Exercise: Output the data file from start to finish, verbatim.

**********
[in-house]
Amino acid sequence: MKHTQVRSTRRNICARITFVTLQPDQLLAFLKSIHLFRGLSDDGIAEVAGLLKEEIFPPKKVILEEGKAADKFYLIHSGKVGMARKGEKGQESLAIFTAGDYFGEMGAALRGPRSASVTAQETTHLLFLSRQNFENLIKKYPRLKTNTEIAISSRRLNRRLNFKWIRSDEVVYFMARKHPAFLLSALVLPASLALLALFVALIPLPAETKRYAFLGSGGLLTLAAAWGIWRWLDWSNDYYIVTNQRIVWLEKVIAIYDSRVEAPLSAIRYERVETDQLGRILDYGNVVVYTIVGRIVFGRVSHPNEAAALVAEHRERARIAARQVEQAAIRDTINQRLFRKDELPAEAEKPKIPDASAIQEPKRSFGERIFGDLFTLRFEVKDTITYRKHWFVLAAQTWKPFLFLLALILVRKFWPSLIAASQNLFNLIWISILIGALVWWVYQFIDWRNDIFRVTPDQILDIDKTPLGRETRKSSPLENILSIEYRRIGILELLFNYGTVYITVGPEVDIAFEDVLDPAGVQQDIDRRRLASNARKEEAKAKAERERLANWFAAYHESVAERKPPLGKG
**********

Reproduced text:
[in-house]
Amino acid sequence: MKHTQVRSTRRNICARITFVTLQPDQLLAFLKSIHLFRGLSDDGIAEVAGLLKEEIFPPKKVILEEGKAADKFYLIHSGKVGMARKGEKGQESLAIFTAGDYFGEMGAALRGPRSASVTAQETTHLLFLSRQNFENLIKKYPRLKTNTEIAISSRRLNRRLNFKWIRSDEVVYFMARKHPAFLLSALVLPASLALLALFVALIPLPAETKRYAFLGSGGLLTLAAAWGIWRWLDWSNDYYIVTNQRIVWLEKVIAIYDSRVEAPLSAIRYERVETDQLGRILDYGNVVVYTIVGRIVFGRVSHPNEAAALVAEHRERARIAARQVEQAAIRDTINQRLFRKDELPAEAEKPKIPDASAIQEPKRSFGERIFGDLFTLRFEVKDTITYRKHWFVLAAQTWKPFLFLLALILVRKFWPSLIAASQNLFNLIWISILIGALVWWVYQFIDWRNDIFRVTPDQILDIDKTPLGRETRKSSPLENILSIEYRRIGILELLFNYGTVYITVGPEVDIAFEDVLDPAGVQQDIDRRRLASNARKEEAKAKAERERLANWFAAYHESVAERKPPLGKG